Uhuru and Raila are both fair game for Ruto in Kibra mini-poll

The Kibra by-election was expected to be a routine affair until footballer MacDonald Mariga, widely viewed as a “project” of Deputy President William Ruto, entered the race.

The by-election thus transformed into a supremacy contest between the Deputy President and ODM leader Raila Odinga and immediately raised questions on what position President Uhuru Kenyatta, who has a cooperation agreement with Odinga, would take in relation to the election.

When President Kenyatta endorsed Mariga, it was viewed an act that maintained internal coherence in the Jubilee Party, even though it risked putting Uhuru in a collision course with Odinga.

In these circumstances, it has been confounding to see a number of key members of the Jubilee Party expressing support for the ODM candidate, Imran Okoth, going against the clear preference of the leadership of their party.

There are two ways of interpreting the behaviour of the Jubilee Party members who have decided to support a different candidate from the one supported by their party.

The first is that there is a split in the true position of the Jubilee leadership regarding the Kibra by-election and the show of unity between Kenyatta and Ruto is not genuine.

A signal may have been sent to members of the party that they are free to back a candidate different from the one the party has officially endorsed. The second interpretation is that the Jubilee leadership has lost control of the party which is no longer able to maintain internal cohesion. As a result, there are no consequences against members that make arrangements that defy their leadership. 

Because Kibra was a safe ODM seat, Jubilee could have stayed out of the by-election without losing anything. The fact that Ruto has pushed in a candidate signifies that he is now actively spoiling for a fight with Odinga. 

By making the by election a supremacy contest with ODM, Ruto is trying out a number of things, all of them risky. First, a decision on whether or not to sponsor a candidate in the kind of circumstances prevailing in Kibra would probably have involved Kenyatta as the party leader. Assuming that Ruto made this decision without the concurrence of Kenyatta, the Deputy President is claiming parity with Kenyatta, or even ascendancy, in making decisions on behalf of the party.

Secondly, by fielding a candidate in Kibra, Ruto has called out the relationship between Kenyatta and Odinga, placing the president in a position where he has to clarify where, between his deputy and Odinga, his loyalty lies.  Thirdly, the by-election has provided Ruto with opportunity to ascertain the level of support he retains in the inner levels of the party, with some members supporting him while others back Odinga. That clarity will help Ruto to calculate his chances in the party.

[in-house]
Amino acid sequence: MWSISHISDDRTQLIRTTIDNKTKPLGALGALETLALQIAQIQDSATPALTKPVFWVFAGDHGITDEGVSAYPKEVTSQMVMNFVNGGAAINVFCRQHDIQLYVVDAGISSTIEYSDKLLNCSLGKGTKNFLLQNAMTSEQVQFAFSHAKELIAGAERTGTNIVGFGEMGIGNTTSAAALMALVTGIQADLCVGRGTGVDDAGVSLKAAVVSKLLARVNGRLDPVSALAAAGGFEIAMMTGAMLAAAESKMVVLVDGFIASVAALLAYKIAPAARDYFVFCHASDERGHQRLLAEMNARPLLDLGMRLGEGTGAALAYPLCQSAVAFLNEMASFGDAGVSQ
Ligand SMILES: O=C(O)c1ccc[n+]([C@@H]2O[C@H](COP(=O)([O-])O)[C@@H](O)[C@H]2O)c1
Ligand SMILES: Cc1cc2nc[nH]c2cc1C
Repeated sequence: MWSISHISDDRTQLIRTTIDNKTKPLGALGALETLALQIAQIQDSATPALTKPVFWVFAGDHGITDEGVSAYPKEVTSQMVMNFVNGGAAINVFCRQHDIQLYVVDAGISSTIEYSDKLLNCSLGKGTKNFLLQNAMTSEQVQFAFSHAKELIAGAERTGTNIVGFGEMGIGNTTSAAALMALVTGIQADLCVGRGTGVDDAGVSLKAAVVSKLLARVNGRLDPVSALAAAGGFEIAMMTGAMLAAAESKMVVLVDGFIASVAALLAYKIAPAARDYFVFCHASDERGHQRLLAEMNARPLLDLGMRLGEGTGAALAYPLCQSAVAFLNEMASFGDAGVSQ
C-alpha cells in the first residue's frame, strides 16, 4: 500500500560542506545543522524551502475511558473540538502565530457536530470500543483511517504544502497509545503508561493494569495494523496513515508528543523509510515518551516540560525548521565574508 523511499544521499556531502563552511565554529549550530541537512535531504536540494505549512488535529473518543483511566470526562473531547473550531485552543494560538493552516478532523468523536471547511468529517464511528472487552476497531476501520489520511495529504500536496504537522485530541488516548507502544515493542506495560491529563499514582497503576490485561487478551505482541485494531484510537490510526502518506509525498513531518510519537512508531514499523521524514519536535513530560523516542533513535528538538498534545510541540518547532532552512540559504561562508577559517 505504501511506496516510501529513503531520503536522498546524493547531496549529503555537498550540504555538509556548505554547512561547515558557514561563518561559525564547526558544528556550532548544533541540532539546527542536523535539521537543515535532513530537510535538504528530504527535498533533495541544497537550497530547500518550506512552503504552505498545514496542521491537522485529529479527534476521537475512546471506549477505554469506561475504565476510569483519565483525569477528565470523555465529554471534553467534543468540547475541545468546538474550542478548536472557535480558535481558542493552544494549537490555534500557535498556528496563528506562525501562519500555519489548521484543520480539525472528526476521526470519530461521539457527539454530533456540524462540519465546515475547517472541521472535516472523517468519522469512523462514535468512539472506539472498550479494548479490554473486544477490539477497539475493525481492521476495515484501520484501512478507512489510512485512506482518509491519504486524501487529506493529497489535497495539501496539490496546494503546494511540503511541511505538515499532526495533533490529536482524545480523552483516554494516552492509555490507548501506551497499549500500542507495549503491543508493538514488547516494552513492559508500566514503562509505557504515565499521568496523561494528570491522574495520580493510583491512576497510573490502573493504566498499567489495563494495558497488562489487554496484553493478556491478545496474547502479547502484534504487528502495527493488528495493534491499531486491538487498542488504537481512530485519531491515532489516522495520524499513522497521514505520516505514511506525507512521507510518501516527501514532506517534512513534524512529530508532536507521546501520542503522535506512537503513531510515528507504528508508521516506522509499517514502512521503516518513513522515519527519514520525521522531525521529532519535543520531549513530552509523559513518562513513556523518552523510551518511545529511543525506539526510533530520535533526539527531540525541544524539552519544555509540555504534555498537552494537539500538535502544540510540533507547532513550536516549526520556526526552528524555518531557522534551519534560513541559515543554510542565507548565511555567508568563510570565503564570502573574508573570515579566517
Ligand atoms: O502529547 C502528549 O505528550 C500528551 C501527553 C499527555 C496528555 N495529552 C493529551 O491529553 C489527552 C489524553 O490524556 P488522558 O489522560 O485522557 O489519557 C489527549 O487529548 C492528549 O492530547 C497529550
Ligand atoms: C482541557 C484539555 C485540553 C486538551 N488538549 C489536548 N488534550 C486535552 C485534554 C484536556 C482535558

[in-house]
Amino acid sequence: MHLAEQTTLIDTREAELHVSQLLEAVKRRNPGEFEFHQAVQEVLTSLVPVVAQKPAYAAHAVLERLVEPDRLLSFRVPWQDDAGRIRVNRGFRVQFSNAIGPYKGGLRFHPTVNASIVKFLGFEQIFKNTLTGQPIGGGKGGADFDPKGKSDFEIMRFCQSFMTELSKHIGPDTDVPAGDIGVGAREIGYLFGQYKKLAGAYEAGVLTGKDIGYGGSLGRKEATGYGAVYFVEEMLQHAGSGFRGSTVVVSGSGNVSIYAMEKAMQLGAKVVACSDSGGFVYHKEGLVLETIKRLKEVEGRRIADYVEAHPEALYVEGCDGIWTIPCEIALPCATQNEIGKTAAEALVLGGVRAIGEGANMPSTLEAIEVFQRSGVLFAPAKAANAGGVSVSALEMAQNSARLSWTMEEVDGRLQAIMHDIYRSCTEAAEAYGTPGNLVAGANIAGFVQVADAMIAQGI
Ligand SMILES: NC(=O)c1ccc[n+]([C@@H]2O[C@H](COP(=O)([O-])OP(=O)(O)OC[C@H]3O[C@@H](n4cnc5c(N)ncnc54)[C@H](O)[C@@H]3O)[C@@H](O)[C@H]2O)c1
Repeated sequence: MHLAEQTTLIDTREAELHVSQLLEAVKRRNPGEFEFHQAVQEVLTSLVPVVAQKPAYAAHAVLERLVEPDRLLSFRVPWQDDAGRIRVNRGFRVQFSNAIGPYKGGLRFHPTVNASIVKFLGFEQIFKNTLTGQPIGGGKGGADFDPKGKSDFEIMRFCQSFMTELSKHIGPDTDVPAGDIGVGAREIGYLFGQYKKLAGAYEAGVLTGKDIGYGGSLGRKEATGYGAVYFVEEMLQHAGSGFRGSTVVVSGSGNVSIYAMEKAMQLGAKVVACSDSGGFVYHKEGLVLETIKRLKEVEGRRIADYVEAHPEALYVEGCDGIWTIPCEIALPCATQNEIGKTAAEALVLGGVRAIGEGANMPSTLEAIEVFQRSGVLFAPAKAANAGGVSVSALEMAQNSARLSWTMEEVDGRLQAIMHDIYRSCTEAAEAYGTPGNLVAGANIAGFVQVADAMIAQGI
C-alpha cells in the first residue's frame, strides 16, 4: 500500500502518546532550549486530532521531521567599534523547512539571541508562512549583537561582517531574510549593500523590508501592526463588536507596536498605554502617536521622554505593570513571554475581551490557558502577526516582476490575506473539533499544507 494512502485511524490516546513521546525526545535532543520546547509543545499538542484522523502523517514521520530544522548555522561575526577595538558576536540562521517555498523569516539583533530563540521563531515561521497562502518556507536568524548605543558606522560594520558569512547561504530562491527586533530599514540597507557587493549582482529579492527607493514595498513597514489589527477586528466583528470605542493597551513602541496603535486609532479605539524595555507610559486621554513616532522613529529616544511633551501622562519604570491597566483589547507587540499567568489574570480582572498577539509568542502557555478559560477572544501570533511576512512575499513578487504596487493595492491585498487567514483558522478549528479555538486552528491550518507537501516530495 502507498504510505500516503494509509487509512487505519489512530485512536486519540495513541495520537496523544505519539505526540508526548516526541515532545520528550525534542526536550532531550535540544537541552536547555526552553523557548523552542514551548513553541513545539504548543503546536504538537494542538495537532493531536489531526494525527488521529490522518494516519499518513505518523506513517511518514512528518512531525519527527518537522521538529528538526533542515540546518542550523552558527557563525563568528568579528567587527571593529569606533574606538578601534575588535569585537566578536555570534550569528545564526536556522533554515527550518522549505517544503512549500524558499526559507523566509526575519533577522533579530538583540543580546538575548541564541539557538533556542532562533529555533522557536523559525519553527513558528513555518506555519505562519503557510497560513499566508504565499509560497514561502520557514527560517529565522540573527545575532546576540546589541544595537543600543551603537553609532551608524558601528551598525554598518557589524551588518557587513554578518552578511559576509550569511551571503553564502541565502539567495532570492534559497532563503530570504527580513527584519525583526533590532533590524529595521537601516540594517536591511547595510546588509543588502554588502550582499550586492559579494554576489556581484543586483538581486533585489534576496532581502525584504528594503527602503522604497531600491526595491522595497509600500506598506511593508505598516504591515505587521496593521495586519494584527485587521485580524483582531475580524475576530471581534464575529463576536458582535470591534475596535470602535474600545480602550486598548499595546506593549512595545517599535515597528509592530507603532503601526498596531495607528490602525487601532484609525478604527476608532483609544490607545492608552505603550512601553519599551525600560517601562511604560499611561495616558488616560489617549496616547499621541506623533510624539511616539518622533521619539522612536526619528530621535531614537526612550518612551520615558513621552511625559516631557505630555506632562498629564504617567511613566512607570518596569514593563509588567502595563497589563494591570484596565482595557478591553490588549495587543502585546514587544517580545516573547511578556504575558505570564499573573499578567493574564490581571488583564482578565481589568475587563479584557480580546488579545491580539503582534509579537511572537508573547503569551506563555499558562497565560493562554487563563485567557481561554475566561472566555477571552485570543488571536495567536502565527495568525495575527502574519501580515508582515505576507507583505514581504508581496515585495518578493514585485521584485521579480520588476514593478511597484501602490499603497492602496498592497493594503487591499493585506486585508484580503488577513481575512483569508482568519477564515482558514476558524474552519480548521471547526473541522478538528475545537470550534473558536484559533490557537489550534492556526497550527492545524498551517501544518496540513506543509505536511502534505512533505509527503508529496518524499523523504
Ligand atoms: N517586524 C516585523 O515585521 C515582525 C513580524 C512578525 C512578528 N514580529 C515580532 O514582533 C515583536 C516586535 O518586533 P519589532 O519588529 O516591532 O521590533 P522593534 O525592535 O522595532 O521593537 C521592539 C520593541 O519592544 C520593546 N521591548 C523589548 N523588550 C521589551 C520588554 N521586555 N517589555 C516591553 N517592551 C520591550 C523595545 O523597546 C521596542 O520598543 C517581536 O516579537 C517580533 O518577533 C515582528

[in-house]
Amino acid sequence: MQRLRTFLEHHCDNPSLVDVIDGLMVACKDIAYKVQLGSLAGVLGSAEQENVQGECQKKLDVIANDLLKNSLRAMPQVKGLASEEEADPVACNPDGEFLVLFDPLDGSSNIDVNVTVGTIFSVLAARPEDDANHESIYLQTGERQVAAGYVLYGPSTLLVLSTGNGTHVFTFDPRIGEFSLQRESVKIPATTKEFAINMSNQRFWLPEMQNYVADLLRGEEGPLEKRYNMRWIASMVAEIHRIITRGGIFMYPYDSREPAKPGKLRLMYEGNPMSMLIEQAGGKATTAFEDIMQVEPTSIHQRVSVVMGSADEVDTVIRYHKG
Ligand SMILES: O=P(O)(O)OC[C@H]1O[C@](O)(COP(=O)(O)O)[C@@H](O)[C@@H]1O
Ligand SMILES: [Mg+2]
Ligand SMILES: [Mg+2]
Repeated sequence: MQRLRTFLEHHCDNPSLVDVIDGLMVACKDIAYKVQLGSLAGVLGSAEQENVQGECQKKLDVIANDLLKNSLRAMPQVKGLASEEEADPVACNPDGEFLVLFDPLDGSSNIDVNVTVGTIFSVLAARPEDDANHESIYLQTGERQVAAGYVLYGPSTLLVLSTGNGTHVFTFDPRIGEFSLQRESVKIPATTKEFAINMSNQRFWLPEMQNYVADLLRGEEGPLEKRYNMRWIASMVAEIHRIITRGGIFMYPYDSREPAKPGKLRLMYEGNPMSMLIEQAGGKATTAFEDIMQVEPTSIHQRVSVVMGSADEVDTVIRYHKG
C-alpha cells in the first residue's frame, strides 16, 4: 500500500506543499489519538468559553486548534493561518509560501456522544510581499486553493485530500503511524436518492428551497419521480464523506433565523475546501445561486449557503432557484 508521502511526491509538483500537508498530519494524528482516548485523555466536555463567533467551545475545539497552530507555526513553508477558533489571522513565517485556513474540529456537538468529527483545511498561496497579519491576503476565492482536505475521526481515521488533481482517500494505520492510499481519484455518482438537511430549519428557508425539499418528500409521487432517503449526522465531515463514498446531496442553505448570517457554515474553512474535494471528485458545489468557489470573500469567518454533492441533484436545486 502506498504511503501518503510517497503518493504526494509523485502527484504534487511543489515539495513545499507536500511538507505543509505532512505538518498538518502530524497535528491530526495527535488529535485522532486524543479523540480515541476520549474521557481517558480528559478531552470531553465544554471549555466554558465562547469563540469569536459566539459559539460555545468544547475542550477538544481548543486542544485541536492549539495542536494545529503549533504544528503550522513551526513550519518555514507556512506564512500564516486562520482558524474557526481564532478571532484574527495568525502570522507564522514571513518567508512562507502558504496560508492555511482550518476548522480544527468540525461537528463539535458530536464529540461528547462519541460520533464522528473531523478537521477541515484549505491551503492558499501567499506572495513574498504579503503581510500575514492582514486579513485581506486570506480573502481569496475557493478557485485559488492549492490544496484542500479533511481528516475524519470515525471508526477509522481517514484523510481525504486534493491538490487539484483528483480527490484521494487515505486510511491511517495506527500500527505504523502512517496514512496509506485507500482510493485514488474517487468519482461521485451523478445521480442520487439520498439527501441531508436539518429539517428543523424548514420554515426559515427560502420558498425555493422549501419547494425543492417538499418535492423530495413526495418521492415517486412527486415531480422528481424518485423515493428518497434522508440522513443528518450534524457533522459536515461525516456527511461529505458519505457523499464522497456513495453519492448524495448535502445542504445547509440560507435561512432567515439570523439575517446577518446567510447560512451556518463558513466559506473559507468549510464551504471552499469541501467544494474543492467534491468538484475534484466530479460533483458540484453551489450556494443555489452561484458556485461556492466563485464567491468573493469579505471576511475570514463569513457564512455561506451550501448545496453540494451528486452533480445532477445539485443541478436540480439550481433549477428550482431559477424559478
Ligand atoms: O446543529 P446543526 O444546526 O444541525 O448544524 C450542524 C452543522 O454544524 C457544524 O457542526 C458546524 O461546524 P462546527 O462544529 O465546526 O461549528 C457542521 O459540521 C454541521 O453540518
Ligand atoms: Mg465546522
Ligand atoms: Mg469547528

Fourthly, Ruto is also playing to the gallery of the party rank and file, those who were told that Jubilee would rule Kenya for at least 30 years. Ruto is telling party members that he is a victim of the fact that some people have backslidden from the party succession plan.

Until now, the fallout in Jubilee has not been public and Ruto has been projecting himself as still enjoying the support of the President. The Kibra by-election is likely to push Jubilee into more open fight.

Nothing is irreversible, of course, and Ruto may yet force Kenyatta into abandoning the relationship with Odinga and returning to him.

Ruto’s rejection of the Building Bridges Initiative is a further attempt to sunder the relationship between Kenyatta and Odinga, as a way of isolating the latter even if he does not manage to get Kenyatta to return to him.

It is still early days as the next elections are still a while away. Ruto was always going to have to fight Kenyatta and Odinga openly if their cooperation continued. What is surprising is that he is doing that so early, when there is still so much time before the next election.

There are obvious problems for the country in this type of political fragmentation especially in a context where independent political institutions do not work well. How will the country build consensus on the next elections when its political elite are feuding?

A frequent criticism against Odinga is that he failed to use the leverage with which he emerged from the 2017 elections to demand for genuine political reforms, and that he instead chose to expend his political capital in propping up Kenyatta, and therefore Jubilee.

With time ticking, the reform agenda, without which it is difficult to figure out how the 2022 elections will run, remains unaddressed. As Kibra now shows, rather than turn the other check, Ruto will fight Kenyatta and Odinga. Nobody now knows how this will go.

- The writer is the executive director at KHRC. [email protected]